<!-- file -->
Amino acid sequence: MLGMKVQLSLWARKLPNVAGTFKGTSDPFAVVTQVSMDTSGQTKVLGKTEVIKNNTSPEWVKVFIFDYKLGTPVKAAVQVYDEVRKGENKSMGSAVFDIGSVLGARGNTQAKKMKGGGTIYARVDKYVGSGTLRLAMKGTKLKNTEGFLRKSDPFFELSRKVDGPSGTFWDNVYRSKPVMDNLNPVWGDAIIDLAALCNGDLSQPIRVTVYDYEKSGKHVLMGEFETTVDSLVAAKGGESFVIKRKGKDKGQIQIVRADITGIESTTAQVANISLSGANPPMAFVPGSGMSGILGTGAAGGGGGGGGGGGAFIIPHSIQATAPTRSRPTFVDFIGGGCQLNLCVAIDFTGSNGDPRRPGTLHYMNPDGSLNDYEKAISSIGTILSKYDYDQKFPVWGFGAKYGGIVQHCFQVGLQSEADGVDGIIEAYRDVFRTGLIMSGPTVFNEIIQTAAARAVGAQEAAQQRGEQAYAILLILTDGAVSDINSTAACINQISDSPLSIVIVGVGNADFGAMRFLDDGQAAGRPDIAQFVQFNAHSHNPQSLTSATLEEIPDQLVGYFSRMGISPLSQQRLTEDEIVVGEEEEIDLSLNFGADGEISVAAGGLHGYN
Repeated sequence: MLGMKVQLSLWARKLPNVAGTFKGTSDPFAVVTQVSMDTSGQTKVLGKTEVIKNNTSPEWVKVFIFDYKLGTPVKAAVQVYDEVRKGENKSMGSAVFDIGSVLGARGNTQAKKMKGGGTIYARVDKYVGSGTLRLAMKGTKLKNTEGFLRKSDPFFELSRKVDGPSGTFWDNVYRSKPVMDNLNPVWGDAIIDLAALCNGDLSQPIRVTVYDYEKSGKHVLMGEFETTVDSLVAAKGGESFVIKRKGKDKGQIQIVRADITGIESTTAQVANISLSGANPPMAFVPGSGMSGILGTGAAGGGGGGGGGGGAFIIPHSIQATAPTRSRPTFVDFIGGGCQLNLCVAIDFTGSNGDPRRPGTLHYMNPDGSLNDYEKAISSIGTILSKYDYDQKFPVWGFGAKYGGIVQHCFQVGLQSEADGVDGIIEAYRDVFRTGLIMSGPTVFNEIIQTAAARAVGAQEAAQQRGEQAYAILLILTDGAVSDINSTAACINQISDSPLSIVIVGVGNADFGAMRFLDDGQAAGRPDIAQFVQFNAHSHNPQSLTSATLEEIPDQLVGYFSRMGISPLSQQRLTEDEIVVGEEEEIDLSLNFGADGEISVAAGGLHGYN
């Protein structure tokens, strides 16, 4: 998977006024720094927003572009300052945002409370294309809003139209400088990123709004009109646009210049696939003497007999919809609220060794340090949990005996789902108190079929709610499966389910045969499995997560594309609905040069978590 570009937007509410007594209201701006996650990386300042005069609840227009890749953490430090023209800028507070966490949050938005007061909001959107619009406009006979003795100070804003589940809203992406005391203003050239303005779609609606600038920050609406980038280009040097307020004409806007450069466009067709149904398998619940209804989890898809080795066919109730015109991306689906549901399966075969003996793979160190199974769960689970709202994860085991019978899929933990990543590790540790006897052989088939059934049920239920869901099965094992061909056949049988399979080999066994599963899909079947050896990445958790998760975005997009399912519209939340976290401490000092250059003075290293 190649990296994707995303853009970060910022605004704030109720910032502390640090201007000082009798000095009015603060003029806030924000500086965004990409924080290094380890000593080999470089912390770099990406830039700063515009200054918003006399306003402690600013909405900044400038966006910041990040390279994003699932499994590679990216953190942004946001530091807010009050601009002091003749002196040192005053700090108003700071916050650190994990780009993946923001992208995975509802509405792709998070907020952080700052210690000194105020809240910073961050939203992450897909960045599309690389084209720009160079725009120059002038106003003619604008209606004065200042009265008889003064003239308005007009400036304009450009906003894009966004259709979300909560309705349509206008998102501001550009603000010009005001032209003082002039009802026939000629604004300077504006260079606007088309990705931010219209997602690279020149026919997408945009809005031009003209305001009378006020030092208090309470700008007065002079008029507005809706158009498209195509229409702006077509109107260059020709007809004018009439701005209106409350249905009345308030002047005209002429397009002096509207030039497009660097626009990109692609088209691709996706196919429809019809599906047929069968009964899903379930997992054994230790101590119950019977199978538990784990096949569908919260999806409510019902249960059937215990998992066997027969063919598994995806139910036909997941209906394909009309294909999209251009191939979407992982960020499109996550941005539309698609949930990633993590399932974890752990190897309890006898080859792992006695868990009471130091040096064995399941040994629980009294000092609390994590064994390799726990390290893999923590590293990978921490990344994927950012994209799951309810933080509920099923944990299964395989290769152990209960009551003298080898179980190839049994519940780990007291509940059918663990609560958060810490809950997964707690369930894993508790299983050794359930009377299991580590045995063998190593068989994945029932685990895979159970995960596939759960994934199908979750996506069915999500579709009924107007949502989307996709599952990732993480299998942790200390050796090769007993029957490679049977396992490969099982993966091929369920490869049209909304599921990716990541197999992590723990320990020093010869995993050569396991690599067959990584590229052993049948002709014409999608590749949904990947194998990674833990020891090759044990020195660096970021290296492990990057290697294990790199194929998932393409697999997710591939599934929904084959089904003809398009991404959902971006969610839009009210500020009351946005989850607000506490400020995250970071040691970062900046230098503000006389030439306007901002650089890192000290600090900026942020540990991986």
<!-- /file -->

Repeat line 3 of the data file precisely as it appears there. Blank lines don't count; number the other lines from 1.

């Protein structure tokens, strides 16, 4: 998977006024720094927003572009300052945002409370294309809003139209400088990123709004009109646009210049696939003497007999919809609220060794340090949990005996789902108190079929709610499966389910045969499995997560594309609905040069978590 570009937007509410007594209201701006996650990386300042005069609840227009890749953490430090023209800028507070966490949050938005007061909001959107619009406009006979003795100070804003589940809203992406005391203003050239303005779609609606600038920050609406980038280009040097307020004409806007450069466009067709149904398998619940209804989890898809080795066919109730015109991306689906549901399966075969003996793979160190199974769960689970709202994860085991019978899929933990990543590790540790006897052989088939059934049920239920869901099965094992061909056949049988399979080999066994599963899909079947050896990445958790998760975005997009399912519209939340976290401490000092250059003075290293 190649990296994707995303853009970060910022605004704030109720910032502390640090201007000082009798000095009015603060003029806030924000500086965004990409924080290094380890000593080999470089912390770099990406830039700063515009200054918003006399306003402690600013909405900044400038966006910041990040390279994003699932499994590679990216953190942004946001530091807010009050601009002091003749002196040192005053700090108003700071916050650190994990780009993946923001992208995975509802509405792709998070907020952080700052210690000194105020809240910073961050939203992450897909960045599309690389084209720009160079725009120059002038106003003619604008209606004065200042009265008889003064003239308005007009400036304009450009906003894009966004259709979300909560309705349509206008998102501001550009603000010009005001032209003082002039009802026939000629604004300077504006260079606007088309990705931010219209997602690279020149026919997408945009809005031009003209305001009378006020030092208090309470700008007065002079008029507005809706158009498209195509229409702006077509109107260059020709007809004018009439701005209106409350249905009345308030002047005209002429397009002096509207030039497009660097626009990109692609088209691709996706196919429809019809599906047929069968009964899903379930997992054994230790101590119950019977199978538990784990096949569908919260999806409510019902249960059937215990998992066997027969063919598994995806139910036909997941209906394909009309294909999209251009191939979407992982960020499109996550941005539309698609949930990633993590399932974890752990190897309890006898080859792992006695868990009471130091040096064995399941040994629980009294000092609390994590064994390799726990390290893999923590590293990978921490990344994927950012994209799951309810933080509920099923944990299964395989290769152990209960009551003298080898179980190839049994519940780990007291509940059918663990609560958060810490809950997964707690369930894993508790299983050794359930009377299991580590045995063998190593068989994945029932685990895979159970995960596939759960994934199908979750996506069915999500579709009924107007949502989307996709599952990732993480299998942790200390050796090769007993029957490679049977396992490969099982993966091929369920490869049209909304599921990716990541197999992590723990320990020093010869995993050569396991690599067959990584590229052993049948002709014409999608590749949904990947194998990674833990020891090759044990020195660096970021290296492990990057290697294990790199194929998932393409697999997710591939599934929904084959089904003809398009991404959902971006969610839009009210500020009351946005989850607000506490400020995250970071040691970062900046230098503000006389030439306007901002650089890192000290600090900026942020540990991986």